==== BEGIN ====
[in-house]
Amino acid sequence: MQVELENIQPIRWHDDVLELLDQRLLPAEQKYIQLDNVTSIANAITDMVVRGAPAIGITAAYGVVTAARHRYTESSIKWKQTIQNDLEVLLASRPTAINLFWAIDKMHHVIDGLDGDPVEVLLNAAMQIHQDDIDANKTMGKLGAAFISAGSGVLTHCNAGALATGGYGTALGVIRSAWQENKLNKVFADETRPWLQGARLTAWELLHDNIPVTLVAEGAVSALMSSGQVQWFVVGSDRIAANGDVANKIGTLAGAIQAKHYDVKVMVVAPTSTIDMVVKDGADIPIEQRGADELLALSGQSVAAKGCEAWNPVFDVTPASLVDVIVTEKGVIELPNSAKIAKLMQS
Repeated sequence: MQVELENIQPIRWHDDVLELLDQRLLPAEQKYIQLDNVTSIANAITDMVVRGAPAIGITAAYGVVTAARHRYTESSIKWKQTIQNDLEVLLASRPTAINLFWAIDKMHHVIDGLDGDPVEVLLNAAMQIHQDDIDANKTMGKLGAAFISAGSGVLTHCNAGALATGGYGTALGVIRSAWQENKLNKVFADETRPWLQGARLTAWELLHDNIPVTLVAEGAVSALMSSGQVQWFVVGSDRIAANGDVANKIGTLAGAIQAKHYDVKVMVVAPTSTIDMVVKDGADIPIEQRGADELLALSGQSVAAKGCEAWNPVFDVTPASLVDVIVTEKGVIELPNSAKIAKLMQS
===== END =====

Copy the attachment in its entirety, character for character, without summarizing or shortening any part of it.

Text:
[in-house]
Amino acid sequence: MQVELENIQPIRWHDDVLELLDQRLLPAEQKYIQLDNVTSIANAITDMVVRGAPAIGITAAYGVVTAARHRYTESSIKWKQTIQNDLEVLLASRPTAINLFWAIDKMHHVIDGLDGDPVEVLLNAAMQIHQDDIDANKTMGKLGAAFISAGSGVLTHCNAGALATGGYGTALGVIRSAWQENKLNKVFADETRPWLQGARLTAWELLHDNIPVTLVAEGAVSALMSSGQVQWFVVGSDRIAANGDVANKIGTLAGAIQAKHYDVKVMVVAPTSTIDMVVKDGADIPIEQRGADELLALSGQSVAAKGCEAWNPVFDVTPASLVDVIVTEKGVIELPNSAKIAKLMQS
Repeated sequence: MQVELENIQPIRWHDDVLELLDQRLLPAEQKYIQLDNVTSIANAITDMVVRGAPAIGITAAYGVVTAARHRYTESSIKWKQTIQNDLEVLLASRPTAINLFWAIDKMHHVIDGLDGDPVEVLLNAAMQIHQDDIDANKTMGKLGAAFISAGSGVLTHCNAGALATGGYGTALGVIRSAWQENKLNKVFADETRPWLQGARLTAWELLHDNIPVTLVAEGAVSALMSSGQVQWFVVGSDRIAANGDVANKIGTLAGAIQAKHYDVKVMVVAPTSTIDMVVKDGADIPIEQRGADELLALSGQSVAAKGCEAWNPVFDVTPASLVDVIVTEKGVIELPNSAKIAKLMQS